The Coffey Blog
Interviewing doctors: How to get a great healthcare story
Doctors are everyday heroes. They bring babies safely into the world. They perform death-defying procedures on beating hearts and broken bones. They help patients cope with chronic conditions and ensure comfort and dignity for the dying.
As sources for your healthcare marketing materials, they have some pretty amazing brains to pick. Whether you're introducing a new surgeon in a hospital's e-newsletter or promoting a service line in your healthcare magazine, a good interview with a doctor can help tell your brand's story.
7 best practices for interviewing doctors
Interviewing an expert doesn't have to be intimidating. These 7 tips can help you get the story you need while making the most of a busy doctor's time.
1. Do your research. Learn as much as you can about the condition or procedure you'll be discussing. This will help you compose great questions and let the doctor know you did your homework.
Do some research on the doctor too. This can help you establish a relationship and may spark some interesting questions. You might:
- Check the doctor's profile page on the hospital website or LinkedIn.
- Do a Google search for published research.
- Read any blog posts the doctor has written.
- If a patient interview is part of the story you're writing, talk to the patient first whenever possible. That way you can share positive feedback when you do talk with the doctor, as well as confirm any medical details you got from the patient.
2. Schedule the interview in advance. Adding an interview to a hectic day can be difficult for doctors to do. To win space in a tightly booked schedule:
- Call or send an email requesting an interview as far in advance as possible.
- Let the doctor or office assistant know how much time you'll need.
- Explain what your story's healthcare marketing goal is—and why you think this doctor is the best expert to help tell the story.
3. Prepare the doctor. Once you have an interview scheduled, work on your questions. Send them to the doctor ahead of time. Having the questions in advance may yield more thorough answers from your source. Also be sure to let the doctor know if the story will feature a patient. That gives him or her time to review the case before you talk.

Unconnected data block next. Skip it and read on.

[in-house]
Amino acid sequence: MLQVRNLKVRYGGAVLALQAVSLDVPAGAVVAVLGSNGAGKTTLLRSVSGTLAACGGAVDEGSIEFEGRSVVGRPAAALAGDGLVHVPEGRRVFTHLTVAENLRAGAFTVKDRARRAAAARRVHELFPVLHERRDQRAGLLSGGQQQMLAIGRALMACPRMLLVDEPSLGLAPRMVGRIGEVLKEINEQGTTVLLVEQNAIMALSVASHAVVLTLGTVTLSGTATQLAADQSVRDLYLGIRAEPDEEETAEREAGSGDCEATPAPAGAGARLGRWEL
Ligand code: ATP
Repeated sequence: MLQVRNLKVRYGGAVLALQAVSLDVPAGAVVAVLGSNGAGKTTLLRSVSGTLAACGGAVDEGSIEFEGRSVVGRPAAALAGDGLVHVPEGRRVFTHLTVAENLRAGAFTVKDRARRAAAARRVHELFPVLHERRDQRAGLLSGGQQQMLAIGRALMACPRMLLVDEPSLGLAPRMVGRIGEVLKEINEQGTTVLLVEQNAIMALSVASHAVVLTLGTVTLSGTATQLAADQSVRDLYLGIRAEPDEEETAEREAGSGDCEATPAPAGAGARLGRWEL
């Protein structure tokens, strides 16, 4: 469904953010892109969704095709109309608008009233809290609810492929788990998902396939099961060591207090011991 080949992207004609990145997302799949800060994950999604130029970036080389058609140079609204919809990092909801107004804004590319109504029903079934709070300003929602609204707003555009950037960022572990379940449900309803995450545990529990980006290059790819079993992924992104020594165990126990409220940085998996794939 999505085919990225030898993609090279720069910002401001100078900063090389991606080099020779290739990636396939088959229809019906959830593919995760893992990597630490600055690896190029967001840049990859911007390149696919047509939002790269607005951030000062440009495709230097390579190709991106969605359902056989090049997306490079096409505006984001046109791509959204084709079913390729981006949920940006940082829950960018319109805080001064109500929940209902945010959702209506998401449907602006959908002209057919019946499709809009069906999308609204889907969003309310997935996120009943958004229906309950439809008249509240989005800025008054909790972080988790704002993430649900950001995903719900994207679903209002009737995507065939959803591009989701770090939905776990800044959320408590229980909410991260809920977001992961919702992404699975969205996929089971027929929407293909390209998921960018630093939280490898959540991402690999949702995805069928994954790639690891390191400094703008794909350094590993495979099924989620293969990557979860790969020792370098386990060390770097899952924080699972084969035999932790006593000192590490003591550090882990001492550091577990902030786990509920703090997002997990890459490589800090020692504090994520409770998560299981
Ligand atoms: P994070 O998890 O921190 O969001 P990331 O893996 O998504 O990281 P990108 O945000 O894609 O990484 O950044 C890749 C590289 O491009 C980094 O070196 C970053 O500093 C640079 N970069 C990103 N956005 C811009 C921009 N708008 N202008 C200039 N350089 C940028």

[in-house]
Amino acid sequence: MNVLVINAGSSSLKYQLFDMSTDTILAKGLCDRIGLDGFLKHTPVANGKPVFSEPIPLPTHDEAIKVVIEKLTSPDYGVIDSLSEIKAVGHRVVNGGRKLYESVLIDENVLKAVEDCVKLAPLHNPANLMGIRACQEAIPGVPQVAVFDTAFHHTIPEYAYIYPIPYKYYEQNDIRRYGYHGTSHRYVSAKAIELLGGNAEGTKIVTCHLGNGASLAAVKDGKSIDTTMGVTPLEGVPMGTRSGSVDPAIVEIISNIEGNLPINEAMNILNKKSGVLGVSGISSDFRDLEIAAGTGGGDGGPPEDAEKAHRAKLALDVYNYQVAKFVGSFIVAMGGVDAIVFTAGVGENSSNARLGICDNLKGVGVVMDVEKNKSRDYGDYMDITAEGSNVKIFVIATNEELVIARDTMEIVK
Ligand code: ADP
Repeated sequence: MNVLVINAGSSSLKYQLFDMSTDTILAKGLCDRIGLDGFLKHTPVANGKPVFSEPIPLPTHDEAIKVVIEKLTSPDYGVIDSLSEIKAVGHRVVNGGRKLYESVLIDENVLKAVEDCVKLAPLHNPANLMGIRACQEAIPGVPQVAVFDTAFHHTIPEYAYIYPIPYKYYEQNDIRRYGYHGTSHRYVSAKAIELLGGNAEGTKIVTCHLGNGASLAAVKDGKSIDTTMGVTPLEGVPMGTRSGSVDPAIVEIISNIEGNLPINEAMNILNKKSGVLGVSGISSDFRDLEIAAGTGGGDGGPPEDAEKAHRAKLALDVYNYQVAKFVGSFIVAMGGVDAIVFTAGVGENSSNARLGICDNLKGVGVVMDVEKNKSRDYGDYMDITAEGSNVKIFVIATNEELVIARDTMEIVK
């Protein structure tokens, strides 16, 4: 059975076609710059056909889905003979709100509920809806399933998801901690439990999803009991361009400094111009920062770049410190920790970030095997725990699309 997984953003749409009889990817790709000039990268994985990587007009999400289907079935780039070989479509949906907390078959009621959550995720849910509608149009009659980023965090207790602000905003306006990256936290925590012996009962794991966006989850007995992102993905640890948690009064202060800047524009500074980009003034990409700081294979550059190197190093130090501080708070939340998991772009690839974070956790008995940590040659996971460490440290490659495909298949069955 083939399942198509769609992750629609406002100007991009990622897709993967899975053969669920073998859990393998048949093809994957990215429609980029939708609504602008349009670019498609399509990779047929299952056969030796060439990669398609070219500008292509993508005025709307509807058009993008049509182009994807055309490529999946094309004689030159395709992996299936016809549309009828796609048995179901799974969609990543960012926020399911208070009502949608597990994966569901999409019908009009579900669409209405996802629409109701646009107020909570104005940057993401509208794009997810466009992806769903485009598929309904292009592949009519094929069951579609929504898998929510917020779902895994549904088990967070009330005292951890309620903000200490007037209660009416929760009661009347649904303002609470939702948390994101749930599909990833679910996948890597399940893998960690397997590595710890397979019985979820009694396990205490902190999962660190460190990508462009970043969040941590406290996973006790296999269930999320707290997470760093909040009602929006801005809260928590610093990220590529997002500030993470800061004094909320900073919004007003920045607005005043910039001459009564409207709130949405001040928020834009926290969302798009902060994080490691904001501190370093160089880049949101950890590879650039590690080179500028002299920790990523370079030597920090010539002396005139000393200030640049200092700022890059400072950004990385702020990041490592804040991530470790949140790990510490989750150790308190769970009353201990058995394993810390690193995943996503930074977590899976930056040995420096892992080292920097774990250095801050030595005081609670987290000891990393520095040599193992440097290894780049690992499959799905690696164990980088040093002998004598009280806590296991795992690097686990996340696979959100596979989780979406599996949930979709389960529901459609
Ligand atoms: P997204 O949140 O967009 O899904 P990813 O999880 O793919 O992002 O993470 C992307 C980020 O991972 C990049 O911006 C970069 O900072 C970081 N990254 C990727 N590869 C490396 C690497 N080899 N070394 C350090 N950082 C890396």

4. Push past the jargon. At the start of the interview, remind the doctor this story is aimed at a nonmedical audience. If the doctor describes something you think readers might not understand, here are some ways you might clarify the issue:
- Rephrase what you heard and ask, "Did I get that right?"
- Ask the doctor to explain it to you as if you were a patient.
- Ask whether the doctor uses any analogies or metaphors to help patients understand complicated concepts.
5. Ask follow-up questions. Prompt the doctor to give you the telling details that will interest your readers. For example, if a story features a patient, you might ask what was memorable or unique about the case or how it compared to similar cases.
If you're promoting a procedure, try to find out any interesting clinical details. For example, "You said the incisions are smaller with da Vinci surgery. How small are the incisions?"
6. Add a personal touch. Including personal details helps to humanize a doctor so readers can connect. And that, in turn, may bring the doctor's name to mind when a reader needs a specialist or a new primary care doctor. Some potential questions to ask:
- What attracted you to this medical specialty?
- Do you come from a medical family?
- What do you, your spouse and children like best about where you live?
7. Wrap it up with an open-ended question. End by asking the doctor if there's anything he or she would like to add that wasn't discussed in the interview. You never know if you've missed an important question or area of interest.
Telling healthcare stories—it's what we do.
Coffey writers understand how to give doctors a human face that makes your brand shine. We've been creating exceptional content for decades. To learn how we can help promote your doctors, give us a call at 888.805.9101 or email us.